Judd and I were establishing some character, but the rest just felt like combat numbers to me… not much heft. I don’t have a handle on what those PCs want out of life. Except for J.’s dragonblood with kids… that was kinda cool.

      Prestidigitation came in really fun and handy for impressing primitive kobolds. So that was non-fighty bit o’ fun.

      But the combat was fun. I enjoyed it.

      It was a bit loose-goosy.. took us awhile to get going with some steam. standup double.

    • To be real honest, I thought the roleplaying end of things to be a bit…. luke warm. The gorup was so focused on rules and combat, we didn’t really do as much roleplaying as I would like.

      I want my combat cake and be able to eat it with a roleplaying fork too.

      Judd and I were establishing some character, but the rest just felt like combat numbers to me… not much heft. I don’t have a handle on what those PCs want out of life. Except for J.’s dragonblood with kids… that was kinda cool.

      Prestidigitation came in really fun and handy for impressing primitive kobolds. So that was non-fighty bit o’ fun.

      But the combat was fun. I enjoyed it.

      It was a bit loose-goosy.. took us awhile to get going with some steam. standup double.

    • To be real honest, I thought the roleplaying end of things to be a bit…. luke warm. The gorup was so focused on rules and combat, we didn’t really do as much roleplaying as I would like.

      I want my combat cake and be able to eat it with a roleplaying fork too.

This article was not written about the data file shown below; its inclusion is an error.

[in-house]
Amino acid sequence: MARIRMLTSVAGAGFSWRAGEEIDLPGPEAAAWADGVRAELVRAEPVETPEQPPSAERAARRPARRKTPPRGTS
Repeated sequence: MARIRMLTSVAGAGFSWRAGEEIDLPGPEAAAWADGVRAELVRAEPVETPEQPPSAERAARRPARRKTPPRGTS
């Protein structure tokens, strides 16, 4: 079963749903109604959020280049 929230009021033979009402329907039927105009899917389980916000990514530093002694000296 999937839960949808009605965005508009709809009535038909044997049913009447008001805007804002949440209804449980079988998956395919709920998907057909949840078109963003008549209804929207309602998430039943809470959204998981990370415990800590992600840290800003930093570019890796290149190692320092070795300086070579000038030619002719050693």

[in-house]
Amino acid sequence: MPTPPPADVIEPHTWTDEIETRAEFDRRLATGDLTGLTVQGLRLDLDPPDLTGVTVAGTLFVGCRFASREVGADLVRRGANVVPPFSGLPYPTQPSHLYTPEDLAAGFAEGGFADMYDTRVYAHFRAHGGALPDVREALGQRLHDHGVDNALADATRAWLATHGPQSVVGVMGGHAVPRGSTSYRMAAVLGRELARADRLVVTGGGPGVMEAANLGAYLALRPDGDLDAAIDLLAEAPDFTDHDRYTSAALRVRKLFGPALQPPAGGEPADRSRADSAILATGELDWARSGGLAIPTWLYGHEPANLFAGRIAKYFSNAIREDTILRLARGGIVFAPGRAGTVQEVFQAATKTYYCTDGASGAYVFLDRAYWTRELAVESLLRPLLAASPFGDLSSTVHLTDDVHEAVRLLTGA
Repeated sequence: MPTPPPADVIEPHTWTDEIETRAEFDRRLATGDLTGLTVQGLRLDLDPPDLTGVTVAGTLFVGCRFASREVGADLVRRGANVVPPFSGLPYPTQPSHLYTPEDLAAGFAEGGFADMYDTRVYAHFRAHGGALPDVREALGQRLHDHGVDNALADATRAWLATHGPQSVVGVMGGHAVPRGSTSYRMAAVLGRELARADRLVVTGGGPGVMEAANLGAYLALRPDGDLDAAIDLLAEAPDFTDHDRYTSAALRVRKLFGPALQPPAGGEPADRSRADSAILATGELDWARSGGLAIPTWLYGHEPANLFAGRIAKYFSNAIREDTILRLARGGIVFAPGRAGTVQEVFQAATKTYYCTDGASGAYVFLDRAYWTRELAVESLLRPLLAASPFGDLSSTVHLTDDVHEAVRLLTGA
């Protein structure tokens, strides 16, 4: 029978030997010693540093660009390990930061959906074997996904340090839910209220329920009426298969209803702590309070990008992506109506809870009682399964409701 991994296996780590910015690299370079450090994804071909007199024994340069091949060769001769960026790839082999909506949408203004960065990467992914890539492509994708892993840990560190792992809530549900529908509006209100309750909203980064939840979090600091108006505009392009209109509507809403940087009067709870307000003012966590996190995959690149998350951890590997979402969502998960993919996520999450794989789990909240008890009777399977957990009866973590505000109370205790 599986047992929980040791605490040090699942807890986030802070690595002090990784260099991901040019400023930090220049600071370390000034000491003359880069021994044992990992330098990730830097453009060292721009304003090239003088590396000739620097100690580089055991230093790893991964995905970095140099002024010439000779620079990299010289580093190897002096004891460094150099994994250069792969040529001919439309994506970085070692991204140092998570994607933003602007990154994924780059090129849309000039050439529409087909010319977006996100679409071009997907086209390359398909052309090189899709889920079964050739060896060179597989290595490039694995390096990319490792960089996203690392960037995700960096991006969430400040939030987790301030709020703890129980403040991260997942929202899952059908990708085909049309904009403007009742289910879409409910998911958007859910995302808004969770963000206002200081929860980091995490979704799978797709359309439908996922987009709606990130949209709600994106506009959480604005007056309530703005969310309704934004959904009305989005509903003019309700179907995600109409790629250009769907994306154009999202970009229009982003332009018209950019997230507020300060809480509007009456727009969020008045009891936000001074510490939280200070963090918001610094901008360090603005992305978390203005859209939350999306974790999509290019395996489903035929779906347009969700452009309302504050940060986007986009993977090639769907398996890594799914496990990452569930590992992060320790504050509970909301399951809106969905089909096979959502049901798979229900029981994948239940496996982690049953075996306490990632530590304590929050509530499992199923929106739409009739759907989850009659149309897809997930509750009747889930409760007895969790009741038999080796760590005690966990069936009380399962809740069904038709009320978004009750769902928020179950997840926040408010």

Judd and I were establishing some character, but the rest just felt like combat numbers to me… not much heft. I don’t have a handle on what those PCs want out of life. Except for J.’s dragonblood with kids… that was kinda cool.

      Prestidigitation came in really fun and handy for impressing primitive kobolds. So that was non-fighty bit o’ fun.

      But the combat was fun. I enjoyed it.

      It was a bit loose-goosy.. took us awhile to get going with some steam. standup double.

  5. So what I’m wondering is:

    * How satisfying were the non-fighty bits?
    * How much did the table-culture have to do with that, and how much the game?
    * What are the non-fighty cool bits of the system?
    * Why do you always misspell “lich?”*

    * (Note: where “misspell” indicates a non-canonical-to-D&D spelling.)

  6. So what I’m wondering is:

    * How satisfying were the non-fighty bits?
    * How much did the table-culture have to do with that, and how much the game?
    * What are the non-fighty cool bits of the system?
    * Why do you always misspell “lich?”*

    * (Note: where “misspell” indicates a non-canonical-to-D&D spelling.)

  7. In relation to Skill Challenges, the DMG says that no skill is restricted. If a PC wants to use a Skill that isn’t a primary skill that is cool. The DMG does give advice about how to restrict the use of non-primary skills if it gets too much by either making them hard challenges or allowing them only to be used once.

    The example of initimidating the Duke is a good one. It should be allowed but the GM may declare that its hard to do (which makes sense) or that you can’t intimidate him more than once (which also makes sense).